Have you ever wanted to simply take a hiatus from life and do whatever you love instead? Professional snowboarders Eric Jackson, 23, and John Jackson, 29, did just that. Even though most of their year is already spent doing what they love—boarding as much as they can and winning awards along the way, such as the John’s Rider of the Year title from Snowboarder magazine—the brothers wanted to take the love of their sport to the next level. After doing some initial planning, the brothers began their five-month-long trip on April 2, 2012, covering more than 10,000 miles from Alaska to Chile. Wish you could witness the sick boarding, sweet surfing, and all the crazy moments in between? The brothers, in collaboration with Red Bull, had it all filmed in 16 episodes for their YouTube Series, Brothers on the Run.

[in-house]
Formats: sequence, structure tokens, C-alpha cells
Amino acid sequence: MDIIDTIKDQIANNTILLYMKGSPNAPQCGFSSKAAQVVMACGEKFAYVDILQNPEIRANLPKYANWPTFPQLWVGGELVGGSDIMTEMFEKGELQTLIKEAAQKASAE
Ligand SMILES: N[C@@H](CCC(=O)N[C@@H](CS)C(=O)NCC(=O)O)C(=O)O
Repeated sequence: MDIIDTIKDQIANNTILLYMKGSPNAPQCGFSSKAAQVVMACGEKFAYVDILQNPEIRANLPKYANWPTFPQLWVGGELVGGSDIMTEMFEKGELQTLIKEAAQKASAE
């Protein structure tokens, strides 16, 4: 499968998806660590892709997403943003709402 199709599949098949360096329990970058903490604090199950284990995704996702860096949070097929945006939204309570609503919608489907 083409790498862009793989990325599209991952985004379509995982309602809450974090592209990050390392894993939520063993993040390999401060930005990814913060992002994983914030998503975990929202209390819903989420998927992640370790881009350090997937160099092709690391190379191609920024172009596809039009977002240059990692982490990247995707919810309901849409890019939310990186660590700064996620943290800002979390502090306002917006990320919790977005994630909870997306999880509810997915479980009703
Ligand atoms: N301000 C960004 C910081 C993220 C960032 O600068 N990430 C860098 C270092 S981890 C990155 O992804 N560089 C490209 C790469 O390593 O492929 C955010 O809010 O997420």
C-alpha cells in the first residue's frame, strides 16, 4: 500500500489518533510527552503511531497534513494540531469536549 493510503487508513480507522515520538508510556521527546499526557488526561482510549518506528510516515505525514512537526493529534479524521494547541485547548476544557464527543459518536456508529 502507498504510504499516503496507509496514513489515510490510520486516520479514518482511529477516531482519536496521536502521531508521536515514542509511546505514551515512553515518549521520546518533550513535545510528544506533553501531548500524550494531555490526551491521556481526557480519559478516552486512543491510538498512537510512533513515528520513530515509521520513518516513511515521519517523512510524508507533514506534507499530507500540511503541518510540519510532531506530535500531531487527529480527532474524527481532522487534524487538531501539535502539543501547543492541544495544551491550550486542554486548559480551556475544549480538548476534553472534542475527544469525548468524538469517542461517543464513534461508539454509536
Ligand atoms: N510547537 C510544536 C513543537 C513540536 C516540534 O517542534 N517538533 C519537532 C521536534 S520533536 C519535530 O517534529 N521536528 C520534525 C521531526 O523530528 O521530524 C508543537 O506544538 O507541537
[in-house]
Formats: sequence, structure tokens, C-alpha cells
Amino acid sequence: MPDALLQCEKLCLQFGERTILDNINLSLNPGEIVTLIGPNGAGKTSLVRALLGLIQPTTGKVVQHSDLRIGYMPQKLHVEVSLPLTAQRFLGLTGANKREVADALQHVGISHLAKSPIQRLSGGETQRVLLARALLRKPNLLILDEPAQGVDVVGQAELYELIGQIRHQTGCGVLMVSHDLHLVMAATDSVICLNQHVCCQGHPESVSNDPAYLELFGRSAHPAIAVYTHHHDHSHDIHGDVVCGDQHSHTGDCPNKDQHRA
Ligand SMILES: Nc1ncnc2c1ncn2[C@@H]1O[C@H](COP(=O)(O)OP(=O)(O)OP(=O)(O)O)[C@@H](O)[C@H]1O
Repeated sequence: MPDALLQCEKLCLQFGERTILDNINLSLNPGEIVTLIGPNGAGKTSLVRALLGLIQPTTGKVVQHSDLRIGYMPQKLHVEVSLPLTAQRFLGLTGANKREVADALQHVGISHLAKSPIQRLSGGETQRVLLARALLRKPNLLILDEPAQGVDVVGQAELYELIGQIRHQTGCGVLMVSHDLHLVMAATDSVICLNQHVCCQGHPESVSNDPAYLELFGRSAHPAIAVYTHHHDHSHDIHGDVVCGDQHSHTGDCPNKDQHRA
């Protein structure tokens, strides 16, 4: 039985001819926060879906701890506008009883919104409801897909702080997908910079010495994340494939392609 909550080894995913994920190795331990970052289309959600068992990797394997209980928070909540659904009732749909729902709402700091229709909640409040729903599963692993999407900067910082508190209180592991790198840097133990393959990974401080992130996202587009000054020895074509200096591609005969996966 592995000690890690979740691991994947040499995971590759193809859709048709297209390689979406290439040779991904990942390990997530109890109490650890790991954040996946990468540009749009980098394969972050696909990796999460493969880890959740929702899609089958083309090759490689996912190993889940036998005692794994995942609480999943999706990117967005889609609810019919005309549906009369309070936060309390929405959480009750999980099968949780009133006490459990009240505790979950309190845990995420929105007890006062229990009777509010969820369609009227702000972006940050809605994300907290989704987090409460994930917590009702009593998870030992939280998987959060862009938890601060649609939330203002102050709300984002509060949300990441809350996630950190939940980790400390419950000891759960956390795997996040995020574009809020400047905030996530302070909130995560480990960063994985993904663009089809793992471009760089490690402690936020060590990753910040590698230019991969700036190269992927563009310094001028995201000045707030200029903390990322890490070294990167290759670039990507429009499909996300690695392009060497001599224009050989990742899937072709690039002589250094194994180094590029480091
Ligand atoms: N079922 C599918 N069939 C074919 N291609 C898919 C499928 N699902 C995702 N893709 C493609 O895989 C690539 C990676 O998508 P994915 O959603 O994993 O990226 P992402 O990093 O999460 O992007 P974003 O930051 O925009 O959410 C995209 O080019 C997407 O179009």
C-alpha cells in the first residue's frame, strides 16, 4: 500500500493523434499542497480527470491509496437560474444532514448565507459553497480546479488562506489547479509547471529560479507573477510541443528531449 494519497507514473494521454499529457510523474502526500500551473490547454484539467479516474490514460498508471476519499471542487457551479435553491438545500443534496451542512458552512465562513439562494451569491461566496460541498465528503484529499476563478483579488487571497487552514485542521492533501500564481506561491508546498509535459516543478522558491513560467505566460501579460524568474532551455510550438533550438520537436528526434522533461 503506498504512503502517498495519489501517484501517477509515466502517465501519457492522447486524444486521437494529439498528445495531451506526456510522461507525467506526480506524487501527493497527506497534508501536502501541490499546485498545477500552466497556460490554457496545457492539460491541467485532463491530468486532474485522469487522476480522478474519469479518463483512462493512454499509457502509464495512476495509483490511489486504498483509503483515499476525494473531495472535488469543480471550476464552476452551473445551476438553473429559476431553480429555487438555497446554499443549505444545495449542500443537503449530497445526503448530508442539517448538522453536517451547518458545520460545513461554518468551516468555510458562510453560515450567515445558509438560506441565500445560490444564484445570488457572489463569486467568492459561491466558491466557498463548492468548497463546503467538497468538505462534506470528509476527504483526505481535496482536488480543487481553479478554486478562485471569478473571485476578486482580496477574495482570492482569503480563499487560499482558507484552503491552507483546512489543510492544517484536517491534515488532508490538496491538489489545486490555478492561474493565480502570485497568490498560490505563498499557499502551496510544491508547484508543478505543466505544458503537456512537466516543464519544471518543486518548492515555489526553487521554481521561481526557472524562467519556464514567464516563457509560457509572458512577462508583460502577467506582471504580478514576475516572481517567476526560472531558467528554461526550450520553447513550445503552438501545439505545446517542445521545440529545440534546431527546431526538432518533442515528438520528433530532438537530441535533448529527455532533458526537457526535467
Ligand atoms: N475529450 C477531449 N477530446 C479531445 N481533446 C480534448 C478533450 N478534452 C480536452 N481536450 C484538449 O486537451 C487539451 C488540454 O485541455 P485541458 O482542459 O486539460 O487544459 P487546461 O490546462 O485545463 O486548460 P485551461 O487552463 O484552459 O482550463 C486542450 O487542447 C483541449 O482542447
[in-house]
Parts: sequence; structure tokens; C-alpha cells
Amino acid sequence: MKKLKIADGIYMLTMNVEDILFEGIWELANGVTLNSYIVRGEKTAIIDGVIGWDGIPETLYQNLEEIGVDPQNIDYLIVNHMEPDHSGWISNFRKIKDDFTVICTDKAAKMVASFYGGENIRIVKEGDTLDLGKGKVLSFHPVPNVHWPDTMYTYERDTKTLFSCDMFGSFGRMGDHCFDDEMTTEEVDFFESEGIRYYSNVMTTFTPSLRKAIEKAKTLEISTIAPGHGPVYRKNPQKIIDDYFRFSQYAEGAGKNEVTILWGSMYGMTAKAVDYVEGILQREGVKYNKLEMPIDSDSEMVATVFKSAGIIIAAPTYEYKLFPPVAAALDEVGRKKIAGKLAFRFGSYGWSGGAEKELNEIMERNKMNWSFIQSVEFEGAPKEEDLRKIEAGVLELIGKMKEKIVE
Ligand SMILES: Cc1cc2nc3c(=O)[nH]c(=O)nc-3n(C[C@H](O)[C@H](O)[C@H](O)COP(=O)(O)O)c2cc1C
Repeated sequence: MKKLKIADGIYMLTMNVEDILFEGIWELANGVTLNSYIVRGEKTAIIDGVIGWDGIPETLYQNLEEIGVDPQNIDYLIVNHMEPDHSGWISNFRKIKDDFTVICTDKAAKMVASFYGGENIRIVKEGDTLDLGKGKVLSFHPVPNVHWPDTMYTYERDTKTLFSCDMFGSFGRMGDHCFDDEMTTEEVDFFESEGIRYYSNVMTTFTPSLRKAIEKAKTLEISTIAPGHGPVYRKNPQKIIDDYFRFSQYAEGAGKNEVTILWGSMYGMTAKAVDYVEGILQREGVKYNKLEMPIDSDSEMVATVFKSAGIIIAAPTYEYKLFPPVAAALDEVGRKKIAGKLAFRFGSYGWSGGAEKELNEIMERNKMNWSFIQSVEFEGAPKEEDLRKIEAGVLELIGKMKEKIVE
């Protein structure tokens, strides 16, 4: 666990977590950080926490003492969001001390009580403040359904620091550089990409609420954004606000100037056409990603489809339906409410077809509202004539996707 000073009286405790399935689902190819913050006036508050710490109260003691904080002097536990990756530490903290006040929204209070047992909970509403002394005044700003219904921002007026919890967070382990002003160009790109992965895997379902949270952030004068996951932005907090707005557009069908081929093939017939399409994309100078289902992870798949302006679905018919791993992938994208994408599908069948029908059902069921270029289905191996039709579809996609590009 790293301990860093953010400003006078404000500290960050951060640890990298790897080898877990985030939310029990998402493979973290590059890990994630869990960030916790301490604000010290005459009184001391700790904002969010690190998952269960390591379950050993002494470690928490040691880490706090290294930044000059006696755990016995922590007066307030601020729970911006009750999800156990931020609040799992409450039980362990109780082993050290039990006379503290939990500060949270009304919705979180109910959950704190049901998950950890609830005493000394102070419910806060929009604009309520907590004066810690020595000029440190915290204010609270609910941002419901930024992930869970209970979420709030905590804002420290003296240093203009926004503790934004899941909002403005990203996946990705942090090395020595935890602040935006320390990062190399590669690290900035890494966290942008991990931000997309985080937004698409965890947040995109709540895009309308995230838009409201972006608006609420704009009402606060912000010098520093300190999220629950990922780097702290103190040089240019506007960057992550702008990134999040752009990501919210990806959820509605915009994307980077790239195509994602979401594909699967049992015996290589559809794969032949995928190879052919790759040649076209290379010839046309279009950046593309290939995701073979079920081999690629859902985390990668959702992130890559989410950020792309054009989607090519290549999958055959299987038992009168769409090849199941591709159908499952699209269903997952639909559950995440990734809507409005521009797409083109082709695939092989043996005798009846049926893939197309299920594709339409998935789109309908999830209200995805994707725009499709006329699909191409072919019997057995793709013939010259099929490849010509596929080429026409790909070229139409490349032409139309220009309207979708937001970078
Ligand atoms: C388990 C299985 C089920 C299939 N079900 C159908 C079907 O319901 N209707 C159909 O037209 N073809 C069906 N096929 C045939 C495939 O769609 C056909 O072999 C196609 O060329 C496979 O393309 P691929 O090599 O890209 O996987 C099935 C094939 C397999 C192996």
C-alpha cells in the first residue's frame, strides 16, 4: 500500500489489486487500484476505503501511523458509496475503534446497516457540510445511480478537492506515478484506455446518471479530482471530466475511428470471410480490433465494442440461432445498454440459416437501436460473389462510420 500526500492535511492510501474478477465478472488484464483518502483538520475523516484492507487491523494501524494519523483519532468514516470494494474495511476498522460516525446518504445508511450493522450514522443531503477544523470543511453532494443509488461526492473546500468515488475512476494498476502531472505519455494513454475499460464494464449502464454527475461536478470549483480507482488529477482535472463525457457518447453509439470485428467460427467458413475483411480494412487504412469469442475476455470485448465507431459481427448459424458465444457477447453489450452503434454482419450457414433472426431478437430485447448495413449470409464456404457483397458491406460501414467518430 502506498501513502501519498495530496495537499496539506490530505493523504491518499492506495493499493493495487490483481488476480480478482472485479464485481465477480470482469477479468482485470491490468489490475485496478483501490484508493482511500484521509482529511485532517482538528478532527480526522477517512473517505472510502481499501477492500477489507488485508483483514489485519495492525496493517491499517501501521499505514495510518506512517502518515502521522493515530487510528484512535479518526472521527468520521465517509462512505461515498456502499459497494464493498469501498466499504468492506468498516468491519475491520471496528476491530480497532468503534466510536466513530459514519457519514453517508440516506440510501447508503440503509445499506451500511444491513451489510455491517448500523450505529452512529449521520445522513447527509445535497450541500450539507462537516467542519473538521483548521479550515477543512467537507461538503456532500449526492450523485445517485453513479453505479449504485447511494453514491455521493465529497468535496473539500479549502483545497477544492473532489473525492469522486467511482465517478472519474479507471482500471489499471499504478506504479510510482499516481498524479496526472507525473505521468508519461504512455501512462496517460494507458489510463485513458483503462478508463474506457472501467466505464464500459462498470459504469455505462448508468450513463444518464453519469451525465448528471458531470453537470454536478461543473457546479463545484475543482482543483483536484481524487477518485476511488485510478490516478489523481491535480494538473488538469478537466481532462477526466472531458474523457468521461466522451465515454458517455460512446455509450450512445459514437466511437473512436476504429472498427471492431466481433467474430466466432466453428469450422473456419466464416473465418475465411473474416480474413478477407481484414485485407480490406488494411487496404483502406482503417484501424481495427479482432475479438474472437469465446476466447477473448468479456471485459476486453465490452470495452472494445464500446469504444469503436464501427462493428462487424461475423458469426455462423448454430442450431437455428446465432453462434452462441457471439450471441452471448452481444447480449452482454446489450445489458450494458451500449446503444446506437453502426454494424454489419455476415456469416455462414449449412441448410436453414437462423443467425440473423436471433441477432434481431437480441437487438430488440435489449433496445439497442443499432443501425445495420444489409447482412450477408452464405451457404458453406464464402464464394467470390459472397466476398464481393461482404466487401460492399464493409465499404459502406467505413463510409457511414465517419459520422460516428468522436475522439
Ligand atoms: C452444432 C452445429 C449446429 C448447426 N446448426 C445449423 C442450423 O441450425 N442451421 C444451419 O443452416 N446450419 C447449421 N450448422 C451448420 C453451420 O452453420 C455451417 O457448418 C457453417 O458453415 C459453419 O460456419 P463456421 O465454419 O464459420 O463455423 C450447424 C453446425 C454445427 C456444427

Men’s Fitness: Where did the idea for your trip and Brothers on the Run come from?
John Jackson: From loving to travel and loving to surf on top of snowboarding all the time. How epic would it be to bring snowboarders and surfers together and do this big long journey from Alaska to the southern hemisphere? I think it’s something that everybody dreams of, at least I did for a long time—driving the whole Pan-American highway.
Eric Jackson: I feel like it's something that everybody wants to do. With a majority of people, you tell them that you are doing this trip, and they are just like, “What! I would love to do that trip!” It's one of those dream trips that doesn't come around very often.
MF: How did you prep for such a sweet adventure?